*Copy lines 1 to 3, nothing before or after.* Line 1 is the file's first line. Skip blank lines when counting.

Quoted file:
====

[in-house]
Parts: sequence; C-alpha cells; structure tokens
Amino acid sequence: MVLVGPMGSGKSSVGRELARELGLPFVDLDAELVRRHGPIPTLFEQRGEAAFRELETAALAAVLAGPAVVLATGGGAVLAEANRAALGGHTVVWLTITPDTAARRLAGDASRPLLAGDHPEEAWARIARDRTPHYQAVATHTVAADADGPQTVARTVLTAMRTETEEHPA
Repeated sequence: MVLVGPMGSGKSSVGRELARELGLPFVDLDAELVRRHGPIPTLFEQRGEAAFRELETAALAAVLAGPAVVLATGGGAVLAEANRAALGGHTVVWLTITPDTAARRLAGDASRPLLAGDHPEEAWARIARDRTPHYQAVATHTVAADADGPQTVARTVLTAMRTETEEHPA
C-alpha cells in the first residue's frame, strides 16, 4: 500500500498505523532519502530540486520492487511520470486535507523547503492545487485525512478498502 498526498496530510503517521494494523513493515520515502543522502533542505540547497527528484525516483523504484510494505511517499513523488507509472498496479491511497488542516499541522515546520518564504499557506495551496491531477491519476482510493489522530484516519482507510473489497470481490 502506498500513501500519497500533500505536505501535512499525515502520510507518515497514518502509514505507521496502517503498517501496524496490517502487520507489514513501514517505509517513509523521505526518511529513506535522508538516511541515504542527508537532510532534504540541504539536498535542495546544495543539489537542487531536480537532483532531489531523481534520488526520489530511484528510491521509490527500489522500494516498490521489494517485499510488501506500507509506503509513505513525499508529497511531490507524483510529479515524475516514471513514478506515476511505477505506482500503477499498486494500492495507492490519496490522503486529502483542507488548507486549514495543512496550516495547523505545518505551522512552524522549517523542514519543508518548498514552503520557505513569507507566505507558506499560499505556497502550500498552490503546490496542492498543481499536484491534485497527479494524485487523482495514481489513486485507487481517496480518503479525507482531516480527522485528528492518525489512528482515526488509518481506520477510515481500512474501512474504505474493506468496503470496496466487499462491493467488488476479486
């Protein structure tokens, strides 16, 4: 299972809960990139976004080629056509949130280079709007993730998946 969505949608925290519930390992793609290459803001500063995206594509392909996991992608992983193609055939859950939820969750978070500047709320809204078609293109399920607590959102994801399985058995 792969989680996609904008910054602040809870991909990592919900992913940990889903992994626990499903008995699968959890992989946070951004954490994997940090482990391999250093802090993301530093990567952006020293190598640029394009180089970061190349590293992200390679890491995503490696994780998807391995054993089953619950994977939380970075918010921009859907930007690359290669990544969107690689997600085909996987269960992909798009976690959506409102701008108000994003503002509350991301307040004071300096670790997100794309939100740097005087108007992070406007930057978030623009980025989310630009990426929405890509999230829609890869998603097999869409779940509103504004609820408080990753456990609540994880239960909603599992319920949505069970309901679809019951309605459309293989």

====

[in-house]
Parts: sequence; C-alpha cells; structure tokens
Amino acid sequence: MVLVGPMGSGKSSVGRELARELGLPFVDLDAELVRRHGPIPTLFEQRGEAAFRELETAALAAVLAGPAVVLATGGGAVLAEANRAALGGHTVVWLTITPDTAARRLAGDASRPLLAGDHPEEAWARIARDRTPHYQAVATHTVAADADGPQTVARTVLTAMRTETEEHPA